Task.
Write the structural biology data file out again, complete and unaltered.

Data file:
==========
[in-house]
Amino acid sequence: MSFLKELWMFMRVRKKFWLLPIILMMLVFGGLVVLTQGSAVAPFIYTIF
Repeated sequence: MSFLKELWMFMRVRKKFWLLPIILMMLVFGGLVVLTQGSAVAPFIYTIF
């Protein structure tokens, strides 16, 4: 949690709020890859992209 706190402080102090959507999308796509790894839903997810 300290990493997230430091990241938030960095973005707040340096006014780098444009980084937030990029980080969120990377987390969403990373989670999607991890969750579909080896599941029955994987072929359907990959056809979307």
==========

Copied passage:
[in-house]
Amino acid sequence: MSFLKELWMFMRVRKKFWLLPIILMMLVFGGLVVLTQGSAVAPFIYTIF
Repeated sequence: MSFLKELWMFMRVRKKFWLLPIILMMLVFGGLVVLTQGSAVAPFIYTIF
């Protein structure tokens, strides 16, 4: 949690709020890859992209 706190402080102090959507999308796509790894839903997810 300290990493997230430091990241938030960095973005707040340096006014780098444009980084937030990029980080969120990377987390969403990373989670999607991890969750579909080896599941029955994987072929359907990959056809979307």